The objective of this proposal is to obtain funds for the training of highly qualified PhD scientists committed to a research career in the area of nutrition and cardiovascular disease (CVD) at a basic, clinical, epidemiological, and/or translational level. Despite advances in the past two decades, CVD is still the leading cause of disability and death in the U.S. It costs the nation approximately $432 billion annually, a figure in excess of 20% of the total national healthcare expenditures. Given the continued demographic shift in the U.S. towards the older age groups, this burden is predicted to increase. Lifetime risk for CVD and median survival rate is strongly associated with risk factor burden at age 50 years. Understanding the underlying mechanism(s) of this association and refining optimal approaches to minimize CVD risk factor burden is critical to advancing approaches to decreasing CVD incidence and improving prognosis. The rational for this proposal is based on the firm belief that nutrition is the most significant modifiable lifestyle behavior that can alter CVD risk. This proposal seeks funds to train the next generation of researchers to address CVD genesis, prevention, and treatment at a molecular, cellular, whole organism, and population level. Continued support is requested for the four predoctoral training slots for each of five years. All trainees are first admitted to the PhD program at the Friedman School of Nutrition Science and Policy. After one or two years of coursework (depending on prior training) students are eligible to be admitted to the Training Program. Acceptance is predicated upon outstanding academic and research achievement, and establishing a doctoral research project in the area of nutrition and CVD. Training Program faculty have a proven record in their ability to provide exemplary training to predoctoral students. Critical components of the Training Program include didactic training in nutrition, basic sciences and epidemiology;independent mentored research in the area of biochemical and molecular nutrition or nutritional epidemiology (doctoral thesis);preparation and submission and/or publication of research in peer-reviewed journals;oral and poster presentation of research in public forums;NIH-style research proposal preparation and defense;and training in scientific ethics and research responsibility. Training Program administration and trainee supervision will be the responsibility of the program director and Steering Committee, which will meet semi-annually to review and discuss trainee selection and progress, adequacy of mentoring, and transition of trainees to independent researchers. We believe the training environment at the Friedman School and Tufts Univeristy provides an outstanding opportunity for future researchers in the area of nutrition and CVD and continued support in both the scientific future of the trainees and the public health of the nation is a good investment.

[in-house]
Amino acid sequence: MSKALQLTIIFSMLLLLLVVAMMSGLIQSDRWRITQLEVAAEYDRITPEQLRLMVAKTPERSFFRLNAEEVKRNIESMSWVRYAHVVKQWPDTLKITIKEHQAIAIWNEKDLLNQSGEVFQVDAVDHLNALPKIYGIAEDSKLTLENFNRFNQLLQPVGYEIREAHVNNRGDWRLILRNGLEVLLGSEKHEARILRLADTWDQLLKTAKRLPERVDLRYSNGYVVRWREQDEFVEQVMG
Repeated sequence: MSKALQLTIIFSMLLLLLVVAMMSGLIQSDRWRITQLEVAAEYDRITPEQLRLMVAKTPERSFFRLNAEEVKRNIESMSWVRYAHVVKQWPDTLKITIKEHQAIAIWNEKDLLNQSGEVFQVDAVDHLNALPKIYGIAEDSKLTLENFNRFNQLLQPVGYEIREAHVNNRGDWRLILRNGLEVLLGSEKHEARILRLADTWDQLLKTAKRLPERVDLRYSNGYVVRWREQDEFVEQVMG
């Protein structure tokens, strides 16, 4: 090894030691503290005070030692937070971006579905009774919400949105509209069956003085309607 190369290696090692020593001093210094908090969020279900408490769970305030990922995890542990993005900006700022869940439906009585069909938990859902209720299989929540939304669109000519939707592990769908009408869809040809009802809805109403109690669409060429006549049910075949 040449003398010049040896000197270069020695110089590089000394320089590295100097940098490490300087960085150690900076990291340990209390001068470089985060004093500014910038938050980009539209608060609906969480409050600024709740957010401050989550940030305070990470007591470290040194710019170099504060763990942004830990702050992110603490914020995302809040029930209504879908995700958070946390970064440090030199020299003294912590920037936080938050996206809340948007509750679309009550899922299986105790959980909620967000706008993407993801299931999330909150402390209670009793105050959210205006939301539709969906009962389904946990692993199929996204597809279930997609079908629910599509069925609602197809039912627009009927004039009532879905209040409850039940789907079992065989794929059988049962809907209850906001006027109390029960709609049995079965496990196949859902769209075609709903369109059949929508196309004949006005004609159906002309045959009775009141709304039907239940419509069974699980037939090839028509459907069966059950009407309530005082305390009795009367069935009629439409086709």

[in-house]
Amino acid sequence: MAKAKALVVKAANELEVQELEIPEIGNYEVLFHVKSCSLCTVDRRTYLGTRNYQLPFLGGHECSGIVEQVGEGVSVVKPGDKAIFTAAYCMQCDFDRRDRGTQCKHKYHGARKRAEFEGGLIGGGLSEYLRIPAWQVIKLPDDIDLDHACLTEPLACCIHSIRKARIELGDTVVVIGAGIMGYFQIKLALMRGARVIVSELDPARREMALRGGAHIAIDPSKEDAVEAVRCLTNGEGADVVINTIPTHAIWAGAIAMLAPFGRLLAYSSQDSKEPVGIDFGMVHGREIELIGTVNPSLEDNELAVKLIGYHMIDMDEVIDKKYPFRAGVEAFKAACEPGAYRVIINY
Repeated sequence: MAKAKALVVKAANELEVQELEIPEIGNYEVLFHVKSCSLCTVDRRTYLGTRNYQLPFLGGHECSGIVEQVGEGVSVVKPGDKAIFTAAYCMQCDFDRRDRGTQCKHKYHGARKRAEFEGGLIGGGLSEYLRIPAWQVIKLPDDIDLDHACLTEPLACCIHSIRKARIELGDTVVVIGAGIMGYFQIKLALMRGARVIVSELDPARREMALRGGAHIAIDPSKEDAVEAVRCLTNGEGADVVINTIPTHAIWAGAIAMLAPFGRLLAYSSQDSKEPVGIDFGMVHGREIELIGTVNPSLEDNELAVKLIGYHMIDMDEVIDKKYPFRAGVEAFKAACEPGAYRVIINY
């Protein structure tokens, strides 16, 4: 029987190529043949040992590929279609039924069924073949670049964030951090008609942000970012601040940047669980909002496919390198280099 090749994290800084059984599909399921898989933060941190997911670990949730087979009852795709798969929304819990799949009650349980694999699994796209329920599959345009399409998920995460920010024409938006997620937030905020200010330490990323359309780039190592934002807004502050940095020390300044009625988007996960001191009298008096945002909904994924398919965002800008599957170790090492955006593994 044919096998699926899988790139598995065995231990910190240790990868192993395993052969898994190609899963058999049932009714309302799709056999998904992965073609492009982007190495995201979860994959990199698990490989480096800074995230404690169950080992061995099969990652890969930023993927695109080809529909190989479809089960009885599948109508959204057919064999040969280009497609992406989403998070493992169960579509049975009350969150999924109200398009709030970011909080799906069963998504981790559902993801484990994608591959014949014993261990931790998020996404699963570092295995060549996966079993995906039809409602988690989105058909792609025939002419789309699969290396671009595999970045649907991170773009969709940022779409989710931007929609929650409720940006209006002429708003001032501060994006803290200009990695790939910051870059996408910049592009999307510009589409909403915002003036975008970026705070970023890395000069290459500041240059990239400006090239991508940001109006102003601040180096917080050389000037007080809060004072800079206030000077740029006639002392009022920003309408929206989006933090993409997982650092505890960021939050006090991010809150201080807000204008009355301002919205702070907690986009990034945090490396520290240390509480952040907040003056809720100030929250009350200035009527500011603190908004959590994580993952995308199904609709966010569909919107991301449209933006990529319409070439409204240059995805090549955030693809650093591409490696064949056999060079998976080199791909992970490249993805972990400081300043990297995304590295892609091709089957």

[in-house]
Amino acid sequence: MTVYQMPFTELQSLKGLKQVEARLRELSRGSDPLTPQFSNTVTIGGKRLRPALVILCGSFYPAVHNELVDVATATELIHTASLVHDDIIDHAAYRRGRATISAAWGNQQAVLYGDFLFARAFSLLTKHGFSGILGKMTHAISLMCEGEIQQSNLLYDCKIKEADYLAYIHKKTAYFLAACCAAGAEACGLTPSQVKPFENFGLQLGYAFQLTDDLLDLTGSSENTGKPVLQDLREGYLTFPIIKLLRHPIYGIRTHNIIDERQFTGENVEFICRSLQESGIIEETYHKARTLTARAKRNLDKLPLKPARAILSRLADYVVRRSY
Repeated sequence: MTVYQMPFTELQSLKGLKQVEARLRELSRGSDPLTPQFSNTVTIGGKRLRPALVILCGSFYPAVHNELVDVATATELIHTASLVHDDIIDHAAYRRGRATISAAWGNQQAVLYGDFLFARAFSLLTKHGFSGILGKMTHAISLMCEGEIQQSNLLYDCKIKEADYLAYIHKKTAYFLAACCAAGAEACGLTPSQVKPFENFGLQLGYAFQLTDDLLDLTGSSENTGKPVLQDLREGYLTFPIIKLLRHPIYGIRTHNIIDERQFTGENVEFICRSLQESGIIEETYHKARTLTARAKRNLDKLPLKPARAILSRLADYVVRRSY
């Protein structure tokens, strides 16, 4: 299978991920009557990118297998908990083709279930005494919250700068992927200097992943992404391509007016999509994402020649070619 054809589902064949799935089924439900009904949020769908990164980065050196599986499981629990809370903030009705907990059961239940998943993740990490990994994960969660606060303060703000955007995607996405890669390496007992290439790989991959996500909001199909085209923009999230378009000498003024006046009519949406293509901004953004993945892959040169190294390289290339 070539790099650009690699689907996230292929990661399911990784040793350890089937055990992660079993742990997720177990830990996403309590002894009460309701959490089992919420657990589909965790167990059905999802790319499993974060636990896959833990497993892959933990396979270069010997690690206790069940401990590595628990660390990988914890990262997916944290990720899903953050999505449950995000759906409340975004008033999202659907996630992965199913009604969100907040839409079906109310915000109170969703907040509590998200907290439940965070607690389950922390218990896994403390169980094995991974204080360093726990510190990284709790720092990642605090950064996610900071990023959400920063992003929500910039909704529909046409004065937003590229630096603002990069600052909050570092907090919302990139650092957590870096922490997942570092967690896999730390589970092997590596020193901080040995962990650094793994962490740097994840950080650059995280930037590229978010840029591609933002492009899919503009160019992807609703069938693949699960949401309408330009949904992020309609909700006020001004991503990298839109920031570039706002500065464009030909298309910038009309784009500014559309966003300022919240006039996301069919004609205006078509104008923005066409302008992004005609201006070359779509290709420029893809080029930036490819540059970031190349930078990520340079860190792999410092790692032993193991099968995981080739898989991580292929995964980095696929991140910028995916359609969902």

National Institute of Health (NIH)
National Heart, Lung, and Blood Institute (NHLBI)
Institutional National Research Service Award (T32)
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NHLBI Institutional Training Mechanism Review Committee (NITM)
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Carlson, Drew E
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Tufts University
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